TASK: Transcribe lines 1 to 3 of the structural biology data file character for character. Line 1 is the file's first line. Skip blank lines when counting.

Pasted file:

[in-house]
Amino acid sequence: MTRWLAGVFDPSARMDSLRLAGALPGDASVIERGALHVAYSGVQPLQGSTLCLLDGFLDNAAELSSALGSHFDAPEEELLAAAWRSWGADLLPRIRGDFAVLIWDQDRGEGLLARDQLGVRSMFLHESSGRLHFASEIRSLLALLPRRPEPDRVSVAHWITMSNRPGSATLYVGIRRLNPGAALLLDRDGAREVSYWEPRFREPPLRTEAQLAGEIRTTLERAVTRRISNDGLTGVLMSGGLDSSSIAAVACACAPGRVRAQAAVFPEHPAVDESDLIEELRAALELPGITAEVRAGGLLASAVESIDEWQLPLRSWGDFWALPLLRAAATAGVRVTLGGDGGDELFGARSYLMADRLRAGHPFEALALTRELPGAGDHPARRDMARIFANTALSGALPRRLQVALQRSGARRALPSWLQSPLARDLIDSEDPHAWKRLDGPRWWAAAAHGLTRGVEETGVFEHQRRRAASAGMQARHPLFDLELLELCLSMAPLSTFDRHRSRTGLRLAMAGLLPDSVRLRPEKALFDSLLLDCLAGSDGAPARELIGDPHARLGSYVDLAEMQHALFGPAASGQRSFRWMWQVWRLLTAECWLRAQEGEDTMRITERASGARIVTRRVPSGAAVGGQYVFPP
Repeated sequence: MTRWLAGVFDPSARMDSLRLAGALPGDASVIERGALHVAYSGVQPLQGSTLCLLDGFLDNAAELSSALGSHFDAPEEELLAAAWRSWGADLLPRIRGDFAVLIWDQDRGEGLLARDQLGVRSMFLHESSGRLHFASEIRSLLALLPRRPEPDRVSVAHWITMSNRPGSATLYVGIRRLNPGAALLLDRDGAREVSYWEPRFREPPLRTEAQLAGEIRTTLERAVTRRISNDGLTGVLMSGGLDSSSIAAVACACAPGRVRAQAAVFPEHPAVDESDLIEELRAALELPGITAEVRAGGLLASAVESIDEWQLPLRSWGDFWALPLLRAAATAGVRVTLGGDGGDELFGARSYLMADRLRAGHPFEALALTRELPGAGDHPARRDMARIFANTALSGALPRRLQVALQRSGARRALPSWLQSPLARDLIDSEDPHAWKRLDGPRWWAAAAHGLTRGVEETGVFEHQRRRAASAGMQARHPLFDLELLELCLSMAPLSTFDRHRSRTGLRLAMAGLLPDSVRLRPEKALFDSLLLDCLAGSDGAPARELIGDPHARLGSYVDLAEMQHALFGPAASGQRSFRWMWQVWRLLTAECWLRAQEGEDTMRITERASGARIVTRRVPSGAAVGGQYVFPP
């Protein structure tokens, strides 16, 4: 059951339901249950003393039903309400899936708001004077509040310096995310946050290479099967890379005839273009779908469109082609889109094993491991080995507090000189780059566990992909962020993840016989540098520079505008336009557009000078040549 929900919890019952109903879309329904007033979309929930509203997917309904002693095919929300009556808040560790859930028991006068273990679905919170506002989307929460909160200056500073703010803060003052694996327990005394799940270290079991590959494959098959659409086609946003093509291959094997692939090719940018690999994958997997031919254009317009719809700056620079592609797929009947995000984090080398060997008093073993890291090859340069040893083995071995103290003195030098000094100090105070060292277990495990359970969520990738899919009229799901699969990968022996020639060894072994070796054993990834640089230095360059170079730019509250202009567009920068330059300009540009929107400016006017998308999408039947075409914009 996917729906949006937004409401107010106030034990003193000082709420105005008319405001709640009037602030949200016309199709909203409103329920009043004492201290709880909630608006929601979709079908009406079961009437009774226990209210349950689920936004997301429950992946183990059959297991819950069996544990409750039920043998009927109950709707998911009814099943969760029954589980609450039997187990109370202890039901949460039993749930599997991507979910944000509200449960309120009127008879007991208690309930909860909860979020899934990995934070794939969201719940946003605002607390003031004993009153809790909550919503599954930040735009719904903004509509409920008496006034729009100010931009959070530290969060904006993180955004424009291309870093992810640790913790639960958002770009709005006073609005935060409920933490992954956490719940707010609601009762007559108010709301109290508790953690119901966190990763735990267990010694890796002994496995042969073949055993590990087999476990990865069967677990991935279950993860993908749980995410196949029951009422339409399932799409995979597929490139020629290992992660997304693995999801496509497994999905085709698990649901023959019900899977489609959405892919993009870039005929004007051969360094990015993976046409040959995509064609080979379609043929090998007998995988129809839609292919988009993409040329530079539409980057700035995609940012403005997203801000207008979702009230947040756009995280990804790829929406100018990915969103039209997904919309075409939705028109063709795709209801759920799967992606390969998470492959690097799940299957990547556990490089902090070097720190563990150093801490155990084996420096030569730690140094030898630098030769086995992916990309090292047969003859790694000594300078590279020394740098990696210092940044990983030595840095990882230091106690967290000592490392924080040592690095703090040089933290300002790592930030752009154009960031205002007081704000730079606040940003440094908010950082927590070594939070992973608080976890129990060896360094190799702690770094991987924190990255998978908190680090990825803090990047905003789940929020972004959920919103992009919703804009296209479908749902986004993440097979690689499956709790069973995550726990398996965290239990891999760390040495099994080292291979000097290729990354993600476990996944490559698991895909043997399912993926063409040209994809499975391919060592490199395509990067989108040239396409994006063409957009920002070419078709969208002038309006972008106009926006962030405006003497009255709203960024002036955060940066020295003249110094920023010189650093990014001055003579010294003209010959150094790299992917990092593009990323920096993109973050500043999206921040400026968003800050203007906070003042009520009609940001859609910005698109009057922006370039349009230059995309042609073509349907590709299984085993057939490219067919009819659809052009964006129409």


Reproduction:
[in-house]
Amino acid sequence: MTRWLAGVFDPSARMDSLRLAGALPGDASVIERGALHVAYSGVQPLQGSTLCLLDGFLDNAAELSSALGSHFDAPEEELLAAAWRSWGADLLPRIRGDFAVLIWDQDRGEGLLARDQLGVRSMFLHESSGRLHFASEIRSLLALLPRRPEPDRVSVAHWITMSNRPGSATLYVGIRRLNPGAALLLDRDGAREVSYWEPRFREPPLRTEAQLAGEIRTTLERAVTRRISNDGLTGVLMSGGLDSSSIAAVACACAPGRVRAQAAVFPEHPAVDESDLIEELRAALELPGITAEVRAGGLLASAVESIDEWQLPLRSWGDFWALPLLRAAATAGVRVTLGGDGGDELFGARSYLMADRLRAGHPFEALALTRELPGAGDHPARRDMARIFANTALSGALPRRLQVALQRSGARRALPSWLQSPLARDLIDSEDPHAWKRLDGPRWWAAAAHGLTRGVEETGVFEHQRRRAASAGMQARHPLFDLELLELCLSMAPLSTFDRHRSRTGLRLAMAGLLPDSVRLRPEKALFDSLLLDCLAGSDGAPARELIGDPHARLGSYVDLAEMQHALFGPAASGQRSFRWMWQVWRLLTAECWLRAQEGEDTMRITERASGARIVTRRVPSGAAVGGQYVFPP
Repeated sequence: MTRWLAGVFDPSARMDSLRLAGALPGDASVIERGALHVAYSGVQPLQGSTLCLLDGFLDNAAELSSALGSHFDAPEEELLAAAWRSWGADLLPRIRGDFAVLIWDQDRGEGLLARDQLGVRSMFLHESSGRLHFASEIRSLLALLPRRPEPDRVSVAHWITMSNRPGSATLYVGIRRLNPGAALLLDRDGAREVSYWEPRFREPPLRTEAQLAGEIRTTLERAVTRRISNDGLTGVLMSGGLDSSSIAAVACACAPGRVRAQAAVFPEHPAVDESDLIEELRAALELPGITAEVRAGGLLASAVESIDEWQLPLRSWGDFWALPLLRAAATAGVRVTLGGDGGDELFGARSYLMADRLRAGHPFEALALTRELPGAGDHPARRDMARIFANTALSGALPRRLQVALQRSGARRALPSWLQSPLARDLIDSEDPHAWKRLDGPRWWAAAAHGLTRGVEETGVFEHQRRRAASAGMQARHPLFDLELLELCLSMAPLSTFDRHRSRTGLRLAMAGLLPDSVRLRPEKALFDSLLLDCLAGSDGAPARELIGDPHARLGSYVDLAEMQHALFGPAASGQRSFRWMWQVWRLLTAECWLRAQEGEDTMRITERASGARIVTRRVPSGAAVGGQYVFPP